London – In a landmark decision, the High Court today granted permission to proceed with the Judicial Review of the Charity Commission on the grounds that it may have acted outside of its remit in pressuring charities to stop funding and associating with CAGE.

It will be argued at a hearing in October that the Charity Commission overstepped its powers and acted outside of the law in seeking assurances that charities should cease funding CAGE and never to do so in the future.

CAGE launched the Judicial Review in relation to letters sent out in March by the Charity Commission to the Joseph Rowntree Charitable Trust and the Roddick Foundation, pressuring them to commit to never funding CAGE again. The Charity Commission also contacted several other charities to pressure them into not associating with CAGE, creating a dangerous precedent for civil society by threatening the freedom of association.

Not only did the Charity Commission spread false information based on certain media reports about CAGE, but it also assumed the role of counterterrorism police rather than a charity sector regulator in reacting to CAGE’s decision to question the role of the security forces in radicalising Mohammed Emwazi prior to him leaving for Syria.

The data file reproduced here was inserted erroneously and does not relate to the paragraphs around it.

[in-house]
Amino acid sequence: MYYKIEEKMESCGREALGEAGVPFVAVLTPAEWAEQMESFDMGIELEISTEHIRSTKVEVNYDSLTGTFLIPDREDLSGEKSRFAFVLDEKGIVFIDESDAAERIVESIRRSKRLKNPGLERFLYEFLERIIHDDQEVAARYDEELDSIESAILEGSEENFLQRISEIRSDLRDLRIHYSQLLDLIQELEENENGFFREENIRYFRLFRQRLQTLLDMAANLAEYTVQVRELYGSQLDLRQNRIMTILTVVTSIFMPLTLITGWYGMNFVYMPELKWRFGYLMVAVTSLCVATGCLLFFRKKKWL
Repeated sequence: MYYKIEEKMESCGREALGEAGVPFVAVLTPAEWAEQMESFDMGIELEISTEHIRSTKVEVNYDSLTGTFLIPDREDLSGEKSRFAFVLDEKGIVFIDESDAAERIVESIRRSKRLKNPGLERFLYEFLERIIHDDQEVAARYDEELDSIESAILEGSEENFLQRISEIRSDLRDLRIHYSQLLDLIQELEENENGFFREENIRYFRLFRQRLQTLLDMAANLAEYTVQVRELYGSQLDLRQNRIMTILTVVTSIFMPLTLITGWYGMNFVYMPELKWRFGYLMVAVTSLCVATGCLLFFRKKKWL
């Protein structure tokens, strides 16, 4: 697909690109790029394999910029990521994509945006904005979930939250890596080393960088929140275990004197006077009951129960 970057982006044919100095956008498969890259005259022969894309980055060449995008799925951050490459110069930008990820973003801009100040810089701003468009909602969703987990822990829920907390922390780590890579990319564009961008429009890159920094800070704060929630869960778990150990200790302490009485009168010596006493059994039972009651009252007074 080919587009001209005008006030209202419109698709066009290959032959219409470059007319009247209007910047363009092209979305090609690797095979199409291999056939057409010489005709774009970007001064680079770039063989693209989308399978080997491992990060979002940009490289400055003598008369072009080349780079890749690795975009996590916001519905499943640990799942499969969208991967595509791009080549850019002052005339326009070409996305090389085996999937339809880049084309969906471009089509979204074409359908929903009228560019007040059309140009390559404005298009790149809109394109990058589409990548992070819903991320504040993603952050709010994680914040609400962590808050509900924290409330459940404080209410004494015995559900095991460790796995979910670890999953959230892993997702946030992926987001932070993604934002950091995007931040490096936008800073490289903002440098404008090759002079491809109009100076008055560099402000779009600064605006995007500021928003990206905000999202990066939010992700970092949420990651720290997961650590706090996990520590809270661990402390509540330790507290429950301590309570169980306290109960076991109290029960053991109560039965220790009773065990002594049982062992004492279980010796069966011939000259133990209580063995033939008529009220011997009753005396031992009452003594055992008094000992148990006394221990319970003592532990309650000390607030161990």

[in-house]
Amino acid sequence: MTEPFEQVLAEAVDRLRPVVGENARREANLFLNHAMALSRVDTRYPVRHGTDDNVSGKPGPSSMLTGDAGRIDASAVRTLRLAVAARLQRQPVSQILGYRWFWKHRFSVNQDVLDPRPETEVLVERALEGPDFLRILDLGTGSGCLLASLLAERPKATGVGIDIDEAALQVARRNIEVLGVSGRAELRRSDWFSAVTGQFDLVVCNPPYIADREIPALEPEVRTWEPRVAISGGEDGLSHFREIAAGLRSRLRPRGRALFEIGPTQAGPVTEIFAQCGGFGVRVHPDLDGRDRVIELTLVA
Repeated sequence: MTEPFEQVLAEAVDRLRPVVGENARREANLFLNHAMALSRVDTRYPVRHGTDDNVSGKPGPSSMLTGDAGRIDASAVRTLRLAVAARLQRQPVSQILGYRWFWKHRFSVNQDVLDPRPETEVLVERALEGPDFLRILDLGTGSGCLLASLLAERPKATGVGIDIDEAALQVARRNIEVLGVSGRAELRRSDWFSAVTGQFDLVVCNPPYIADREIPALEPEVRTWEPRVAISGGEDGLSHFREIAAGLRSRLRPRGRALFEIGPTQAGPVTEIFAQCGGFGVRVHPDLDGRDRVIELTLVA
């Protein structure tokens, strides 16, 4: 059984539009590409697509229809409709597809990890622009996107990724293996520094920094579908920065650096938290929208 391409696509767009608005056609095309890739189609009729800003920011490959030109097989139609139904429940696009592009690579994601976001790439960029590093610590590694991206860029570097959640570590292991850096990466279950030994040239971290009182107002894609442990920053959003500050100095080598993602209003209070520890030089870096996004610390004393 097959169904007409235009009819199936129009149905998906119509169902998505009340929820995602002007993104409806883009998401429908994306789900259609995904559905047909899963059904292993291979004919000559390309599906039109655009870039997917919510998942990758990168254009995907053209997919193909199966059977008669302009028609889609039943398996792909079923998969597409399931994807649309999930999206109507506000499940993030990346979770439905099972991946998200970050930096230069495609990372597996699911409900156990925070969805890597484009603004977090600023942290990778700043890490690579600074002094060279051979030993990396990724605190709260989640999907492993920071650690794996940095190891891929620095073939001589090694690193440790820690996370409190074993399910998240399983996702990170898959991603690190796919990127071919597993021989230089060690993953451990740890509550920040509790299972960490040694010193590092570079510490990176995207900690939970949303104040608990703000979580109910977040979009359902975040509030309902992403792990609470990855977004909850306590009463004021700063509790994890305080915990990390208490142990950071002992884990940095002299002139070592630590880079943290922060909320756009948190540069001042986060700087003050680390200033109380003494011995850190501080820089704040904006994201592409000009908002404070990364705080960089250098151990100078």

Dr Adnan Siddiqui, Director of CAGE, said:

“We are pleased at today’s decision. The rule of law remains an ideal worth striving for in the interests of good government and peace at home and abroad.”

“The Charity Commission’s actions against CAGE have sent a chill through the charity sector, and this is a welcome step in the right direction for all members of civil society.”

Zoe Nicola of HMA Solicitors, representing CAGE said:

“We are grateful to the Court for granting permission to pursue the Judicial Review against the Charity Commission, on the basis that there was an arguable case that they acted beyond their statutory powers in seeking assurances that, in essence, prevented the provision of future charitable funding to CAGE.”

“The case raises major constitutional issues on whether the Commission can require assurances from charities not to spend private money in support of controversial causes. We welcome the Court’s decision that the Judicial Review raises sufficiently important matters that the full appeal should be unusually determined by a full Divisional Court.”

“Given that this matter is going before the full Court, we cannot make any further comment at this stage.”


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